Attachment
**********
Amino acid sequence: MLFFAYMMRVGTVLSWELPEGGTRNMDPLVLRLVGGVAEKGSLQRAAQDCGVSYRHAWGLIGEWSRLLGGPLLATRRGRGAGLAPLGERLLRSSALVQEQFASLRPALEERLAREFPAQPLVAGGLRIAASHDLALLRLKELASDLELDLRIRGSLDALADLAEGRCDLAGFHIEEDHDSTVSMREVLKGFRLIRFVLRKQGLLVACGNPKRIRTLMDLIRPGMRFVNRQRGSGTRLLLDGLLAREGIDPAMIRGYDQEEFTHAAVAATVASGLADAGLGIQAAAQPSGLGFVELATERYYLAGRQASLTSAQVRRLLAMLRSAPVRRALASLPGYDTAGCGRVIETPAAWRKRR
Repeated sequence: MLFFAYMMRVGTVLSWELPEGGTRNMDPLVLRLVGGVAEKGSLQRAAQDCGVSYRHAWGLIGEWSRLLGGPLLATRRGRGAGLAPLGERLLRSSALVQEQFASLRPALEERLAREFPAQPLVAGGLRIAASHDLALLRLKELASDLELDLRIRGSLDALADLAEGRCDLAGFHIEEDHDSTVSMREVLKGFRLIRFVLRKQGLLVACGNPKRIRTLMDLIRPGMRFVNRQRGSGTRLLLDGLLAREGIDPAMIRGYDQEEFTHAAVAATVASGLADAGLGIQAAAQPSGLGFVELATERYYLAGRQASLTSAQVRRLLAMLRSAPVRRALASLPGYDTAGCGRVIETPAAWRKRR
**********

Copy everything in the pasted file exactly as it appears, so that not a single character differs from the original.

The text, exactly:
Amino acid sequence: MLFFAYMMRVGTVLSWELPEGGTRNMDPLVLRLVGGVAEKGSLQRAAQDCGVSYRHAWGLIGEWSRLLGGPLLATRRGRGAGLAPLGERLLRSSALVQEQFASLRPALEERLAREFPAQPLVAGGLRIAASHDLALLRLKELASDLELDLRIRGSLDALADLAEGRCDLAGFHIEEDHDSTVSMREVLKGFRLIRFVLRKQGLLVACGNPKRIRTLMDLIRPGMRFVNRQRGSGTRLLLDGLLAREGIDPAMIRGYDQEEFTHAAVAATVASGLADAGLGIQAAAQPSGLGFVELATERYYLAGRQASLTSAQVRRLLAMLRSAPVRRALASLPGYDTAGCGRVIETPAAWRKRR
Repeated sequence: MLFFAYMMRVGTVLSWELPEGGTRNMDPLVLRLVGGVAEKGSLQRAAQDCGVSYRHAWGLIGEWSRLLGGPLLATRRGRGAGLAPLGERLLRSSALVQEQFASLRPALEERLAREFPAQPLVAGGLRIAASHDLALLRLKELASDLELDLRIRGSLDALADLAEGRCDLAGFHIEEDHDSTVSMREVLKGFRLIRFVLRKQGLLVACGNPKRIRTLMDLIRPGMRFVNRQRGSGTRLLLDGLLAREGIDPAMIRGYDQEEFTHAAVAATVASGLADAGLGIQAAAQPSGLGFVELATERYYLAGRQASLTSAQVRRLLAMLRSAPVRRALASLPGYDTAGCGRVIETPAAWRKRR